>>>>> Enable-WindowsOptionalFeature –Online -FeatureName Microsoft-Hyper-V
>>>>> –All -NoRestart
>>>>> This results in (again) the server booting up, but being unable to run
>>>>> any guest VMs. The error message is less clear then that in 2008, just
>>>>> "The Virtual Machine Management Service failed to start the virtual
>>>>> machine 'New Virtual Machine' because one of the Hyper-V components is
>>>>> not running (Virtual machine ID
>>>>> 0C063B29-249A-41C8-8A5B-6D4D2E37EF7C)."
>>>>> is what I could find.
>>>>> Other
>>>>> --------
>>>>> Just to verify that "nesting" is actually working, I've also installed
>>>>> a Ubuntu 15.10 VM and installed Qemu on it.
>>>>> This combination CAN successfully run a VM.
>>>>> I've also installed VirtualBox on one of the Windows VMs. This
>>>>> VirtualBox instance is also capable of running virtual machines.
>>>>> According to the icon in the bottom right, VirtualBox IS using the
>>>>> hardware virtualization.
>>>>> Is this a problem specific to Hyper-V? Is there a method to get
>>>> Nesting a Hyper-V L1 hypervisor is largely untested. But one of the 
>>>> problems I recollect is that Hyper-V doesn’t like running in a virtualized 
>>>> environment. It checks the “hypervisor” feature flag that Qemu exports. 
>>>> You could try running qemu with “-cpu  host,-hypervisor” or something 
>>>> similar and see if it makes any difference. I suspect there would be other 
>>>> roadblocks though, this is just one of them.
>>>>> Hyper-V working including running guests? I know for a fact that
>>>>> VMWare Workstation / ESX is able to run Hyper-V fully, so it should
>>>> Yes, IIRC one of the things ESX does is hide the hypervisor flag 
>>>> specifically for Hyper-V.
>>>> Bandan
>>>>> not be completely impossible (but I dislike VMWare for different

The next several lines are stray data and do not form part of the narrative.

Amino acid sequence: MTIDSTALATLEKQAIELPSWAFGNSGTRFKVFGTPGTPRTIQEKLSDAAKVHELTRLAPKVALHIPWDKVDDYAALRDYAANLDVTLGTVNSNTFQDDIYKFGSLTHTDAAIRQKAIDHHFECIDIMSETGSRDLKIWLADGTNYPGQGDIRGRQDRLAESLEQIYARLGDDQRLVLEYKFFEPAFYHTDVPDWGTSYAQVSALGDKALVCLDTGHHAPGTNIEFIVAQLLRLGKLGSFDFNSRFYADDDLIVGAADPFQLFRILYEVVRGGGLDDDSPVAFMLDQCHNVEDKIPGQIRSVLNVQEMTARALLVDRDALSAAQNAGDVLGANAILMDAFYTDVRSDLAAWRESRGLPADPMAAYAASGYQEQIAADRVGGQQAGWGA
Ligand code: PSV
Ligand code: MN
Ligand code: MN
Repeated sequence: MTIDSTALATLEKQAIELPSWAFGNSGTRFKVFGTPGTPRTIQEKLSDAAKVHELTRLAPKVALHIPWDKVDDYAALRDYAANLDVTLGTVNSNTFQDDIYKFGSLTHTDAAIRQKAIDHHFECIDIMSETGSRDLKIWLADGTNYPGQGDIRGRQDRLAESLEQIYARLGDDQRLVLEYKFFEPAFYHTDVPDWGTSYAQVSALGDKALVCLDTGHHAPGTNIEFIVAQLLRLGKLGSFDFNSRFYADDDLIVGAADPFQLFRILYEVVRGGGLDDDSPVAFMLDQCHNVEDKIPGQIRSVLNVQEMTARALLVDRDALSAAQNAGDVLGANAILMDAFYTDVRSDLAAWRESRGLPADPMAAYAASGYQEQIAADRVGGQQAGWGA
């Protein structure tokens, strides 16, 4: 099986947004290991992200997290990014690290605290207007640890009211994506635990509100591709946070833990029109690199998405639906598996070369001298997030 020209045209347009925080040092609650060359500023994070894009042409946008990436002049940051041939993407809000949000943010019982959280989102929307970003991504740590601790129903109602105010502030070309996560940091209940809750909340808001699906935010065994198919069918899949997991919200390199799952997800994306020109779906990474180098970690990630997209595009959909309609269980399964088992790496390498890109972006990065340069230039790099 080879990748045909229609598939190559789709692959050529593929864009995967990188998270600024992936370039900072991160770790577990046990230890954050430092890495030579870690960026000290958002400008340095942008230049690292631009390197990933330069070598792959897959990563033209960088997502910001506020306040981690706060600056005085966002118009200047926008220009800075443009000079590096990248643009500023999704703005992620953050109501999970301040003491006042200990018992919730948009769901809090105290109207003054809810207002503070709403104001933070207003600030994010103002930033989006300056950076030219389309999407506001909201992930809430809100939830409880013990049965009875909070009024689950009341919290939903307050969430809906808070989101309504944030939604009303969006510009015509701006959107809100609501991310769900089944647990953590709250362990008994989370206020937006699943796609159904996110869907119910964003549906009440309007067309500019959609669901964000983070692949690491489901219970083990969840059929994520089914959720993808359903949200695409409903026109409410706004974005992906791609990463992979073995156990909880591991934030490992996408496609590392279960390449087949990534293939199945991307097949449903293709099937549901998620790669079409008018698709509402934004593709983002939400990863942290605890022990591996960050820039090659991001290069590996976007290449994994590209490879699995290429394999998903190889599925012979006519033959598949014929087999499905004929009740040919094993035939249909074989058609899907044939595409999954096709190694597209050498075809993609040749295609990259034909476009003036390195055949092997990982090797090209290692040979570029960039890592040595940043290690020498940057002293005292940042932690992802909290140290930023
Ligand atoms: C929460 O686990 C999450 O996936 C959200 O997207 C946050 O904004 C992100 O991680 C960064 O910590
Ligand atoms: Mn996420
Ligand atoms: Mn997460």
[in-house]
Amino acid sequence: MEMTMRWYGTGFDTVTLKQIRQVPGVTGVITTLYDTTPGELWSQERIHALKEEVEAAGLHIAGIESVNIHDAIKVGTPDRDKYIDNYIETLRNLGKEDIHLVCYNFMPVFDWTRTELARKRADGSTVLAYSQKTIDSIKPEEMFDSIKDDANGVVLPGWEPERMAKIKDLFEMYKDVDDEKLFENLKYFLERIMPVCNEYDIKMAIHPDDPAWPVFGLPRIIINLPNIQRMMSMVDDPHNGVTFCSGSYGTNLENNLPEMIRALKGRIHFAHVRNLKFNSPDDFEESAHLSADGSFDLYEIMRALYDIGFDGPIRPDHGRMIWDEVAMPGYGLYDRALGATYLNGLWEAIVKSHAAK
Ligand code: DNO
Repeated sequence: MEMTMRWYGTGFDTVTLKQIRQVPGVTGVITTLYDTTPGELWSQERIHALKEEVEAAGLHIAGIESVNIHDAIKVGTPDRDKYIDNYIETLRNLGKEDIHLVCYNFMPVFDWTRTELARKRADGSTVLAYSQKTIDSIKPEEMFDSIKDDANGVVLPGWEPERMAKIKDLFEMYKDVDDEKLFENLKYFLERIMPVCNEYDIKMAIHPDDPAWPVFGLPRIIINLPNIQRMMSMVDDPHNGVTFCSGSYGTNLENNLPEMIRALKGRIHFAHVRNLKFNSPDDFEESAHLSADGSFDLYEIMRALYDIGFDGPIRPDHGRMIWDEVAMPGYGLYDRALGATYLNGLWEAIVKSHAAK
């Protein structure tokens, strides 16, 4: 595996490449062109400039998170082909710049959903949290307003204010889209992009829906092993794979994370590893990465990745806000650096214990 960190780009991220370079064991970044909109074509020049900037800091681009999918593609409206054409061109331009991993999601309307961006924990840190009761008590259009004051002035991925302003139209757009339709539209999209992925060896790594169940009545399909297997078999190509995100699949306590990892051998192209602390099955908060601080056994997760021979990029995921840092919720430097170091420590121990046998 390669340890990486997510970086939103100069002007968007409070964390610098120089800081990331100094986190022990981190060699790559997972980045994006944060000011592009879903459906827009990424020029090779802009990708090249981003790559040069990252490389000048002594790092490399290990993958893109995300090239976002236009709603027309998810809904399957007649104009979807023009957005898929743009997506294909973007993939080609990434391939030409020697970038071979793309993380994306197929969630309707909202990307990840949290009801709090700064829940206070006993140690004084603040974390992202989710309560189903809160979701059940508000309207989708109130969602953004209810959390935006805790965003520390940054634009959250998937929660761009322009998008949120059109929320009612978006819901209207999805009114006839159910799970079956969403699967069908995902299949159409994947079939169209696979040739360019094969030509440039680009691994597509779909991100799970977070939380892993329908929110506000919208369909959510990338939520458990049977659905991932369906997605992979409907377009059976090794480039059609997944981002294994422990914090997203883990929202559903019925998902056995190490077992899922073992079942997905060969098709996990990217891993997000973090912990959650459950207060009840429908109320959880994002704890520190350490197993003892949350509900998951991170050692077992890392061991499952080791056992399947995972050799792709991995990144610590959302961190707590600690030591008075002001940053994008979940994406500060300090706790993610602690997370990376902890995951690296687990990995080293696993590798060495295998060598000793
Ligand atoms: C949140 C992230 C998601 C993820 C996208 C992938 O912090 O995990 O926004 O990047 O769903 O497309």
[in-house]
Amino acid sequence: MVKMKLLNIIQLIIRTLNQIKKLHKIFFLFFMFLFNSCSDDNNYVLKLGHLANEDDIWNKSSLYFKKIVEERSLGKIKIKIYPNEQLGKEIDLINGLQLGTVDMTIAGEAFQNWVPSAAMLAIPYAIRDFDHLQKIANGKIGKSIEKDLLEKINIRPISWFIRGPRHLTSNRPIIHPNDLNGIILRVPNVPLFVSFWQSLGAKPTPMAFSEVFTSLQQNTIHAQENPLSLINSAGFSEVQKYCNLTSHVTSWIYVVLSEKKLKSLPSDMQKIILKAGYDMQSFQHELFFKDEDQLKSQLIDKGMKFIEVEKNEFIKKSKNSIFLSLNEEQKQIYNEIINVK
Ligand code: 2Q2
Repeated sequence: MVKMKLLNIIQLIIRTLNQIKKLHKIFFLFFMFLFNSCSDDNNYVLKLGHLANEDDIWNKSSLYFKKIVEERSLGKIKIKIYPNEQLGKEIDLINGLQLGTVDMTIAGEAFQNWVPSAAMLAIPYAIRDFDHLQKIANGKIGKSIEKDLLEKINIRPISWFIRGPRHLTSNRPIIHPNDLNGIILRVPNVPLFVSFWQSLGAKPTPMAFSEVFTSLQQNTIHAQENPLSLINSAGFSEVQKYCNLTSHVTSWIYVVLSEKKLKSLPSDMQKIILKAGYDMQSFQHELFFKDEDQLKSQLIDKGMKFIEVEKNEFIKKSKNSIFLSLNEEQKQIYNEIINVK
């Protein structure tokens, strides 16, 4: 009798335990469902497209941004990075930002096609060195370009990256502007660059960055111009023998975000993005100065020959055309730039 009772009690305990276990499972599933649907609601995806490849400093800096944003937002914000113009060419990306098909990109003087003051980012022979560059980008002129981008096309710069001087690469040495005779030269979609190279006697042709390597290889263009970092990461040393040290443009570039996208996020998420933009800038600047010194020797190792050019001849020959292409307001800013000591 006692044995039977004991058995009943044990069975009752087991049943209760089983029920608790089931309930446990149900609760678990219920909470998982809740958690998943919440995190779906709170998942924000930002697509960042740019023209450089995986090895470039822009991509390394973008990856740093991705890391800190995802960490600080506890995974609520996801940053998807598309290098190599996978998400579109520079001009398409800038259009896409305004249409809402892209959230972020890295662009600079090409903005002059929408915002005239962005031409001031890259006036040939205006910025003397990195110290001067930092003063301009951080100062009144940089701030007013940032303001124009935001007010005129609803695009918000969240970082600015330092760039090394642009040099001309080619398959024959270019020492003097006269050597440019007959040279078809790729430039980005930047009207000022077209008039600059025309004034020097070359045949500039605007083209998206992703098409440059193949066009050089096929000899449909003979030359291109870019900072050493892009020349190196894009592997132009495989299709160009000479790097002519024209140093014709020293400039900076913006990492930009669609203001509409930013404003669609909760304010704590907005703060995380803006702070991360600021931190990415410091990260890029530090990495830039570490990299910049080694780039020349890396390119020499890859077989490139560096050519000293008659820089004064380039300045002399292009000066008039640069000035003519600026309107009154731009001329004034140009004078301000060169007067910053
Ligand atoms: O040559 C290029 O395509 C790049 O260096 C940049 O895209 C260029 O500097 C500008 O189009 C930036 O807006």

>>>>> reasons).
>>>>> My Qemu command line (generated by virt-manager). Except for disks and
>>>>> domain names, all are identical:
>>>>> qemu-system-x86_64 -enable-kvm -name Windows_2008_R2 -S -machine
>>>>> pc-i440fx-vivid,accel=kvm,usb=off -cpu
>>>>> SandyBridge,+invtsc,+osxsave,+pcid,+pdcm,+xtpr,+tm2,+est,+smx,+vmx,+ds_cpl,+monitor,+dtes64,+pbe,+tm,+ht,+ss,+acpi,+ds,+vme
>>>>> -m 2048 -realtime mlock=off -smp 2,sockets=2,cores=1,threads=1 -uuid
>>>>> 54a8f3a3-66c2-45a5-a280-ecf7019a67fa -no-user-config -nodefaults
>>>>> -chardev 
>>>>> socket,id=charmonitor,path=/var/lib/libvirt/qemu/Windows_2008_R2.monitor,server,nowait
>>>>> -mon chardev=charmonitor,id=monitor,mode=control -rtc
>>>>> base=localtime,driftfix=slew -global kvm-pit.lost_tick_policy=discard
>>>>> -no-hpet -no-shutdown -global PIIX4_PM.disable_s3=1 -global
>>>>> PIIX4_PM.disable_s4=1 -boot strict=on -device
>>>>> ich9-usb-ehci1,id=usb,bus=pci.0,addr=0x6.0x7 -device
>>>>> ich9-usb-uhci1,masterbus=usb.0,firstport=0,bus=pci.0,multifunction=on,addr=0x6
>>>>> -device ich9-usb-uhci2,masterbus=usb.0,firstport=2,bus=pci.0,addr=0x6.0x1
>>>>> -device ich9-usb-uhci3,masterbus=usb.0,firstport=4,bus=pci.0,addr=0x6.0x2
>>>>> -device virtio-serial-pci,id=virtio-serial0,bus=pci.0,addr=0x5 -drive
>>>>> file=/sub/kvm/Windows_2008_R2.qcow2,if=none,id=drive-ide0-0-0,format=qcow2,cache=unsafe,aio=threads
>>>>> -device 
>>>>> ide-hd,bus=ide.0,unit=0,drive=drive-ide0-0-0,id=ide0-0-0,bootindex=1
>>>>> -drive 
>>>>> file=/sub/ISO/en_windows_server_2008_r2_with_sp1_x64_dvd_617601.iso,if=none,id=drive-ide0-0-1,readonly=on,format=raw
>>>>> -device ide-cd,bus=ide.0,unit=1,drive=drive-ide0-0-1,id=ide0-0-1
>>>>> -netdev tap,fd=24,id=hostnet0 -device
>>>>> rtl8139,netdev=hostnet0,id=net0,mac=52:54:00:7b:d7:d2,bus=pci.0,addr=0x3
>>>>> -chardev pty,id=charserial0 -device
>>>>> isa-serial,chardev=charserial0,id=serial0 -chardev
>>>>> spicevmc,id=charchannel0,name=vdagent -device
>>>>> virtserialport,bus=virtio-serial0.0,nr=1,chardev=charchannel0,id=channel0,name=com.redhat.spice.0
>>>>> -device usb-tablet,id=input0 -spice
>>>>> port=5903,addr=,disable-ticketing,seamless-migration=on
>>>>> -device 
>>>>> qxl-vga,id=video0,ram_size=67108864,vram_size=67108864,vgamem_mb=16,bus=pci.0,addr=0x2
>>>>> -device intel-hda,id=sound0,bus=pci.0,addr=0x4 -device
>>>>> hda-duplex,id=sound0-codec0,bus=sound0.0,cad=0 -chardev
>>>>> spicevmc,id=charredir0,name=usbredir -device
>>>>> usb-redir,chardev=charredir0,id=redir0 -chardev
>>>>> spicevmc,id=charredir1,name=usbredir -device
>>>>> usb-redir,chardev=charredir1,id=redir1 -chardev
>>>>> spicevmc,id=charredir2,name=usbredir -device
>>>>> usb-redir,chardev=charredir2,id=redir2 -chardev
>>>>> spicevmc,id=charredir3,name=usbredir -device
>>>>> usb-redir,chardev=charredir3,id=redir3 -device
>>>>> virtio-balloon-pci,id=balloon0,bus=pci.0,addr=0x7 -msg timestamp=on
>>>>> Thank you in advance for response.
>>>>> Sincerely,
>>>>> Roel Brook